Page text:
Breehn Burns

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Breehn Burns
NationalityAmerican

Breehn Burns is an American screenwriter, director, producer and voice artist, most known for his work on Bravest Warriors and Invader Zim.[1]

Burns was the supervising producer on the 2019 Netflix movie Invader Zim: Enter the Florpus.

In 2016, Burns was supervising producer at DreamWorks Animation Television on four seasons of the Netflix series Home: Adventures with Tip & Oh.

In 2012, Burns wrote, directed and executive produced two seasons of Pendleton Ward's Bravest Warriors for Frederator Studios' YouTube channel, Cartoon Hangover. He also wrote the third season of six episodes.

He was also an animator on the Nick Jr. show Little Bill from 1999-2000

It has been announced that Steven Spielberg’s Amblin Entertainment is developing Aleister Arcane, the 2004 graphic novel created by Steve Niles and Breehn Burns. Jim Carrey has signed on to star and executive produce the movie adaptation with Eli Roth attached to direct.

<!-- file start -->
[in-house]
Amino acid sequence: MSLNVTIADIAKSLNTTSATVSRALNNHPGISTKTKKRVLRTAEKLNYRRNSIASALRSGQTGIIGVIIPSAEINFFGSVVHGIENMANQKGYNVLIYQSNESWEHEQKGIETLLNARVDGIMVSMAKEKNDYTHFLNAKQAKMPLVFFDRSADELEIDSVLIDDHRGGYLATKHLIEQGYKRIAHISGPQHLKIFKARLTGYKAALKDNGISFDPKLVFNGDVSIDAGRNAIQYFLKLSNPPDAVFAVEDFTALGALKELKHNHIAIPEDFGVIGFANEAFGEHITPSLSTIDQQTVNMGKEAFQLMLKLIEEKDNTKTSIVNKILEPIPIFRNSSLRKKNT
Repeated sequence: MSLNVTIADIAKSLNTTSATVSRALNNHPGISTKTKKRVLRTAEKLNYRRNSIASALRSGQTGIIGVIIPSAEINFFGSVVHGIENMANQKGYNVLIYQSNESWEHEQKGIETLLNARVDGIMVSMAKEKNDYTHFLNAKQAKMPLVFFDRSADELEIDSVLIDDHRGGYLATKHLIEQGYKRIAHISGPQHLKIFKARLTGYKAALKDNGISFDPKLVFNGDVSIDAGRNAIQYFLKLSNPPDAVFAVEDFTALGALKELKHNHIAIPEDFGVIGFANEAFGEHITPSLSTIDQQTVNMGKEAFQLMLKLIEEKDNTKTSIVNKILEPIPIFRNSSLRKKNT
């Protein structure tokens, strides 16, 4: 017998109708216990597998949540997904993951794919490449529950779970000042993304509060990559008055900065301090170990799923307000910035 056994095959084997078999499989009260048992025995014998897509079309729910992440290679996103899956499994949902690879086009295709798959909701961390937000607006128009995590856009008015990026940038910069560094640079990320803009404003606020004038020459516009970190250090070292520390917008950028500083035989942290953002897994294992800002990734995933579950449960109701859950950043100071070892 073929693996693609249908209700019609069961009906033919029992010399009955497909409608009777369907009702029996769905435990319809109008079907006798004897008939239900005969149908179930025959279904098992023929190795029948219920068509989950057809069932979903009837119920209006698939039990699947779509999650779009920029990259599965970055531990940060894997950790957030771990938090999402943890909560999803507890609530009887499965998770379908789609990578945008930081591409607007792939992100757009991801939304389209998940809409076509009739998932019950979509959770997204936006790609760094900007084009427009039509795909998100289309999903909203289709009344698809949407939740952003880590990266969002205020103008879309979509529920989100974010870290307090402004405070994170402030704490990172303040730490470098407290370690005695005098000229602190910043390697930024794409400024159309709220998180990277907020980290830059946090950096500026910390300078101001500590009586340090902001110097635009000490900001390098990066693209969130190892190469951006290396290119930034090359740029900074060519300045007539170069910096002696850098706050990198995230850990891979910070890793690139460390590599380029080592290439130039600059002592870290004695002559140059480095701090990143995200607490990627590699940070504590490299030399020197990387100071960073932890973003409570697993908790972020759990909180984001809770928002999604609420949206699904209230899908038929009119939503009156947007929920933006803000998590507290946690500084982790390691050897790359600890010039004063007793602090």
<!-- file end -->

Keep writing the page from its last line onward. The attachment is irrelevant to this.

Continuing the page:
In 2008 Burns collaborated with Robert Zemeckis on the screenplay for Calling All Robots,[2] a feature film three years in development that never came to be. Burns co-created the project with X-Men 2 screenwriter and Godzilla: King of the Monsters director Michael Dougherty.

Burns co-created the Dr. Tran animated shorts (2003) which aired on G4TV, were a staple of the Spike & Mike Sick & Twisted Festival of Animation and became a popular internet meme in the early days of YouTube.

Burns has written several issues of the Bravest Warriors comic book, published by Boom! Studios, and illustrated two graphic novels, Aleister Arcane and Gloomcookie Vol. III.

In 2007, he served as Concept Artist and Main Titles Designer for the Warner Bros./Legendary Pictures feature film, Trick 'r Treat, written and directed by Michael Dougherty.

His voice work includes a Gingerbread Man in the feature film Krampus, the Hot Dog Guy in Invader ZIM: Enter the Florpus and numerous voices on Bravest Warriors and Dr. Tran.

References[edit]

  1. ^ "Breehn Burns". Lambiek. Retrieved 21 June 2010.
  2. ^ Graser, Marc (2008-03-26). "Michael Dougherty calls 'All Robots'". Variety. Retrieved 2011-07-05.

External links[edit]